The Courier News from Blytheville, Arkansas on November 2, 1955 · Page 10
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The Courier News from Blytheville, Arkansas · Page 10

Blytheville, Arkansas
Issue Date:
Wednesday, November 2, 1955
Page 10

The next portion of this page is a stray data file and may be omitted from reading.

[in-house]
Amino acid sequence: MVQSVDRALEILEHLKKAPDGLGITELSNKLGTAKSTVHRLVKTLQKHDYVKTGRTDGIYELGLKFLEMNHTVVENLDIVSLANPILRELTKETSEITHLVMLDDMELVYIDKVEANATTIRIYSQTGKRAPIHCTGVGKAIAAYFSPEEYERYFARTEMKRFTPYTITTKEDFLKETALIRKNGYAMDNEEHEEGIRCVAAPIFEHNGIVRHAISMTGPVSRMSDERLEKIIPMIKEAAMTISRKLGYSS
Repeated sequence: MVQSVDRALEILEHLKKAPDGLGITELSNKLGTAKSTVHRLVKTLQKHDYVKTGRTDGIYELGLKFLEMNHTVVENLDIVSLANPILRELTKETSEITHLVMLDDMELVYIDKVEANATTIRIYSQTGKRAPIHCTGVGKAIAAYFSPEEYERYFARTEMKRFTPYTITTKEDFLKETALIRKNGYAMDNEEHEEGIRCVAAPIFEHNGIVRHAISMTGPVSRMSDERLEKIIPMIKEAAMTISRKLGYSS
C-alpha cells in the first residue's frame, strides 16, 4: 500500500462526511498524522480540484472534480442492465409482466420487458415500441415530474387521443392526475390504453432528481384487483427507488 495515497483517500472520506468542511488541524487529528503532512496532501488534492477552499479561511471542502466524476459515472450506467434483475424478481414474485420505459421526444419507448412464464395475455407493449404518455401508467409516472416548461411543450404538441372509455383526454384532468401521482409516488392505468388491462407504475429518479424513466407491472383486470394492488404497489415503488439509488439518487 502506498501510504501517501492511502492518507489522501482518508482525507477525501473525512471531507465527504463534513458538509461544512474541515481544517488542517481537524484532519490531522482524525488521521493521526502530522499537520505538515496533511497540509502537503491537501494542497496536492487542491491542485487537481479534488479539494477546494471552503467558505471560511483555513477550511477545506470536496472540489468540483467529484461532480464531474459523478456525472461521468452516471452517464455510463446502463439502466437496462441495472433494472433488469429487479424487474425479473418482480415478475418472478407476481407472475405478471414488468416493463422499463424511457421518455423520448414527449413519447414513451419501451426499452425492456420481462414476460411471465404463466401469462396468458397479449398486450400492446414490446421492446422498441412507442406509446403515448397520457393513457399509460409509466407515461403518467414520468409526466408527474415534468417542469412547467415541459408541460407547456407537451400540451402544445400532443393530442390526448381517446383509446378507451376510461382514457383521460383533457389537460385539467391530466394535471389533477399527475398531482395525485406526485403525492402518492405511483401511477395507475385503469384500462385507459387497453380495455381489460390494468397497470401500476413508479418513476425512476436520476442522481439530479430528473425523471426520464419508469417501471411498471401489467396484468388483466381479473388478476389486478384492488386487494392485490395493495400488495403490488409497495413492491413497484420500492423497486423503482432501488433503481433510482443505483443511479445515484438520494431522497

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PAGI TEH BLYTHEVILLE (ARK.) COURIER NEWS WEDNESDAY, NOVEMBER 2, 1055 Commodity And Stock Markets- New York Cotton (12:30 quotations) Deo 3338 3343 3331 Mar 3213 3233 3205 May 3116 3133 3113 July 2936 2059 2935 New Orleans Cotton Britain Quits Plan for Buffer Zone in Europe (Continued from Page 1) i lowed to "hurt" Israel. In this talk with Sharett he was understood to have argued that the submarines, jet planes, tanks and guns were going to Egypt from Czechoslovakia because the United This pact links the "Northern Tier" states of the Middle East- Turkey, Iraq, Iran and Pakistan— into a defense system which is strongly disapproved by Egypt. Syria and some of the other members of the Arab League. Molotov apparently intends to leapfrong the "Northern Tier" by j May .... 137 getting cozy with these Arab opponents of the pact. Western diplomats think that at some point he will make a direct approach to Dulles and Macmillan to cut Russia in on Middle Eastern power politics, hereto- __ fore a Western preserve, by cmngj.j y . - . • Russia's newly developed "inter- P*ew I DTK JTOCF.5 A T and T .. 3342 3226 3126 2948 .'. 3338 3347 .. 3212 3241 ... 3117 3135 ... 2932 2958 May July Chicago Wheat 3325 3212 3112 2932 3342 3237 3129 2951 Dec May 204 202 Chicago Corn Dec 129'i 138 >/i 204 202 129 1 -', 137 Chicago Soybeans Nov .... 235U 237*:, 235': Jan 240 242'. 240 Mar .... 242*; 245'., 243 July .... 241 243!. 2 241 205'i 203'i 130' 137 ; ' 244 3 ., 242'., 98 HOLIDAY — This is the new Oldsmobile 98 Holiday coupe which features startire .siyline. A new airfoil grille and resiyled bumper and hood contour give the front end a new appearance. It may be seen tomorrow at Horner-Wilson Motor Co. here. PLANE ! Manila Organizes High School Band IU.5. csts" in the area. To Accent Offer (The New York Times in . Washington dispatch said Afghanistan also Is expected to accept a Czech offer of arms. . (Communist arms going to Afghanistan would be a needle to Pakistan, another member of the Bghdad Pact. Pakistan and Afghanistan are at loggerheads over the seven million Pathan tribesmen along their border. Afghanistan is demanding they be allowed to set up a separate state.) It was almost certain the West would reject a proposal, backed by Molotov, of the East German observer delegation for separate talks between East and West Germany on plans for elections and a unified, neutralized Germany. The West is seeking the merger of East and West Germany under conditions that would gain the United Nations as an ally. Under their proposal the center of the buffer zone would be along the new East-West frontier betwen the united Germany and Red Poland and Czechoslovakia, and Russia would have to retreat from East Germany, The semidemilitarized area was offered as a reassurance to Russia in the hope she would agree to Amer Tobacco Anaconda Copper Beth Steel Chrysler Coca-Cola Gen Electric Gen Motors Montgomery Ward ... N Y Central Int Harvester Republic Steel Radio Socony Vacuum Studebaker . Standard of N J Texas Corp Sears U S Steel .. ITS 7-8! .. 76 1-2. .. 63 7-8 .. 147 j .. 93 5-8 | .. 124 1-2j .. 46 7-8 .. 133 5-8! .. 89 3-4 | .. 42 7-8j .. 35 1-4', .. 47 l-2i .. 42 1-Z« .. 57 1-2 .. 10 7-8! .. 132 5-8' .. 106 5-8( .. 103 1-2 .. 54 unification. Molotov'a game, apparently, is U. S. Nayy Band Appears at Maiden MALDEN, Mo.—The United States Navy Band will appear in Southeast Missouri at the Maiden High School audiorium Saturday afternoon and Saturday evening, it was announced this week. Tickets are now on sale throughout the Bootheel. The band is conducted by Commander Charles Brendler. lo get the advantage of some demilitarization without the price of German unification. (Continued from Page 1) running after the fir.-t explo.-ion. Minutes after the plane hit there was another explosion." No Signs of Lite He told his .story to Jim Matlack. eopublisher of the L o n g m o n i Times-Call and one of the first outsiders to reach the • scene. "There was nothing we could do but cover up the bodies." Matlack said. "There wasn't a sign of life." He and Heil reported that as far as they could determine, no bodies, were burned. ' A 12-year-old farm boy. Charles ; Dalpra. was at his home some five miles away and suddenly saw a "red flame" in the sky. He told; a reporter "it kepi getting bigger" | then he heard a noise. He toldj his father, Gilbert Dalpra. who added he first thought the youngster "was imagining things." Coroner H. Ross Adamson of j greeley was an early arrival butj declined to hazard an immediate j opinion of the wreck's cause. Car-| rel said at midnight all bodies had been recovered. Jack Meyer, head of rescue operations for the airline, said the bodies were being kept at the crash scene until arrival of Dr. George Kiadra. UAL medical director, from Chicago. Alter that arrangements called for transfer MANILA—Steps were taken hercj 1: ,; weeli to organize Manila's first; h;£h school band as 59 students 1 :emed instruments and the nev; biuid director. Pat Richardson, \va-5, introduced to parents and students. , Richardson said he believed there j was ample musical talent in the' .school as he outlined the future I band program. I A representative of a ParagouKi : music supply firm demonstrated various instruments and gave cost, estimates on them during the mee:-! ing. i (Continued from Page 1) diiion. organized to support scien tific observations and explorations The Navy task force assigned t the preparatory stages of the ex pedition will include 1,800 men seven ships, two tankers, two go vessels and 15 aircraft. Byro is expected to leave fo New Zealand within the nex momh to join the first of severa trips the force will make to th antarctic continent in the nex three years. COURT i of the bodies to mortuaries at Greeley. Colo.. 17 miles northeast, i cause of the wreck were launched Initial efforts to determine the under lights .of portable electric, plants as tumbleweeds blew across; the scene. I Among- the victims were two executives of the Oldsmobile Divi-i sion of General Motors, Ja . . G. G. Lipke of Pittsburgh. Lipke. 38. was sales manager of the Hagan Corp., a chemical combustion ' L.» ~w. H ., .* U .^.... V »» combustion I engineering 'firm. The vacationing: stewardesses were Barbara J. Cruse and Sally Ann Scofeld. both of Denver. Quiet Atomic Test Begins LAS VEGAS. Nev. (jp, —The quiet est series of atomic testi yet ha started. The A tomic Energy Commissioi issued this statement yesterday: "In a test today there was a de tonation of a nuclear device. No fal out problem exists because there wa: no measurable nuclear detonation. even though fissionable material were involved." Residents of this resort city heard and saw nothing. The AEC is trying to find oU whether atomic weapons can be ex ploded accidentally. It said the tests would continue today, weather permitting. Drive it at your Plymouth dealer's —the car that's going places with the Young In Heart! ' AERODYNAMIC STYLING! The look that goes with Push-Button Driving and 90-90 Turbo-Torque in the new Plymouth '56 Here is a car more truly representative of our jet air age than any you have ever seen ... in startling, sweeping new Aerodynamic Styling ... in bold new concepts like I'usli-Bulton. Driving. There's 90-90 Turbo-Torque Power and the great new Hy-Fire V-8 or new PowerFIow 6 to give you Top Thrust at Take-Off. And Plymouth is larger and longer outside . . . roomier inside . . . with sparkling new "miracle" fabrics. It's all hreath-takingly ahead of ila time— at your Plymouth dealer's loday—to sec and drive! PUSH-BUTTON DRIVING Willi a finger-tip touch on a button you select your driving range. As easy ns flicking a liglil switch! Then Plymouth's fnlly automatic PowerFlitft — thr world's smoothest, most advanced IratiMiiiasion — lakes over. It's the ultimate in driving rase nnd another Plymouth first in the low-price 3. PLYMOUTH '56 All-new Aerodynamic 200 V-8 hp available with PowerPak in all 4 lines-Belvedere. Savoy. Plaja and Suburban. Or choose 187 hp in Belvedere and Suburban lines. In Savoy and Plan lines you jet 180 V-8 hp. II you piclet the super-economy ol Plymouth's Powerflow 6-slso available in all 4 lines-you jet 125 hp, « 131 hp with PowerPak. (Continued from Page 1) of guilty. Joe Qarcla, also charged with receiving stolen property, failed to appear, bond forfeiture ordered and summons Issued for bondsman. Hayward Mixon, charged with robbery, entered plea of not guilty, case continued on motion of state over objections of defendant with bond reduced to Jl.OOO. Ollie Hollis, charged with unlawful manufacturing of intoxicants, entered a plea of guilty. Grank Grimes, entered plea of guilty to charge of forgery; Dossie Brown, charged with burglary and grand larceny, entered plea of not guilty. The following cases, appealed from Blytheville Municipal Court, were heard. Louise Blackard, assault with deadly weapon, judgnwnt of lower court confirmed; George Covington, public drunkenness, continued; J. W. Currie, failure to yield right of way, continued; Alf Jones, driving while under the influence of intoxicants, lower court confirmed Charlie Smith, petit larceny, affirmed; Lee Carter, improper brakes, affirmed; Charles Farris, public drunkenness, appeal dismissed. Bill Eshrldge. public drunkenness, affirmed; Elvie Eddings. disturbing the peace, continued on motion of defendant; Leon Dunn, dis- turbing tile peace, continued on motion of defendant. D. S. Lumpkjtns, public drunkenness, appeal dismissed; Buck Layne, public drunkenness, affirmed: George Robertson, driving while under the influence of intoxicants, affairmed. Jessie Odum, disturbing the peace, affirmed; Mabel Stover, disturbing the peace, affirmed; Angelo Child, public drunkenness, appeal dismissed. Maxine Smith, disturbing the peace, affirmed; Merrill Harris, driving while under the influence of intoxicants, affirmed; Homer Bes- hares, selling beer on Sunday, affirmed, given 90 days to pay fine and costs. Irby Appleton, disturbing the peace, affirmed; Fontaine Hollis. driving while under the influence of intoxicants, fined $75 and costs; Mary Vaughn, failure to yield the right of way. appeal dismissed. James King, driving while under the influence of intoxicants, affirmed Oct. 31, affirmance set aside Nov. 1 on plea of guilty, fine of S100. and costi levied with sentence of 30 days on county farm, both suspended during good behavior and on payment of costs. Earles Alexander, driving while under the influence of intoxicants, continued; Ernest Harrison, driving while under the influence of intoxicants, continued. Vibration causes as much damage as heavy shock blows to delicate equipment carried on Navy ships. STEVENSON (Continued from P:>se 1) delegation there pledged to, Stevenson. Kefiiuver IMS done nothing to halt a "Kefaiiver lor President" group in the slato that plans a slate of delegates for him. Kefauver carried off California's 68 votes ill his tmsiTCessful 1953 bid for the nomination and is supposed to retain strength there today. Stevenson's aides I 1 ' ik they ran dispose of Kefnuver as a contender for next year's, nomination by defeating the Tennessee senator there. Trouble Brewing In Paraguay? BUENOS AIRES M>i—La NaciolTs correspondent at Formosa on the Paraguayan Border, said today that Argentine city was full of rumors of possible trouble in Paraguay. .He said reports were circulating that elements of the Paraguayan army were unhappy over political development and -were threatening to do something. President Alfredo Siroessner's government recently held a series of meetings seeking to unify various divergent elements of the ruling Colorado party. However the country was quiet today despite the rumors of unrest. An army spokesman said ••nothing is stirring." General is a Five Star Investment THE GENERAL LIFE INSURANCE COMPANY of ARKANSAS A 110*1 DCStlVE STOCK COMPANY AN ARKANSAS CORPORATION FKWOiCC CAPITAL ANC SUKftUS 11,700,000.00 * Ground floor... First Public Offering 100,000 shares of common slock at $15.00 a shore. Each share is fully paid, non- OJWisoble, without nominal or par value and equal in votft and participation with every other share. Mevtf hav« so many made so much from so little ai tfiose who invested on the ground floor of o well man* Ofled oM line lenal reserve stock insurance company. * leek what $1,000 invested on January 1, 1941 in tht shares of each of th»»» tompaniti hat grown to Aetna Lift snow worth $17,860.00' Com. Gtntral »now worth 4] ,770.00* Continental it now worth 66,630.00* Lincoln Not'l n now worth 73,930.00* Southland Lif* it now worth 32,800.00* Travelers isnow worth 12,290.00* rVtst Coast Lift ii now worth 50,800.00* •AtatStft*mt»r IS. tVSS "Pick out an •nttrpfi'w Jn its infancy, make surt it it o bus/nttt in which /orge profits can be made, and that It is bonerf/jr ifiowytd, and than put your money in it." . . . «».»//Saj. Paced for Rapid Growth Your Investment in Tht General life Insurance Company of Arkansas tfock should return excellent profits in tht years to come — became of sound, txperienced management which mean* rapid growth. Officers and Directors C. C. Yoit, Little Rock-Dallas William P. Daves, Jr., Liflle Rock-Dallas tdward I. Wright, Little Rack Marvin W. Melton, Jonesboro Thomas G. Wilson, Conway Dr. Harvty Shipp, Little Rock Louis L. Ramsay, Jr., Pine Bluff Joe M. Steele, Springdale Hugh E. Prather, Jr., Dallas Cordon Gait, Dallai Mjffinf fas coupon may be ttie most profitable act of your life! it TODAY M MKMUU tm mimim tuvurr w MUMM t»t mn ROM* snttt limi MO, UMMM ti!i'!.i!;* "f 1 •*•?***•*"«• t**K"'l«e MMUM W IKK ITMI. I WMMTMt I M Men M OMHMIM.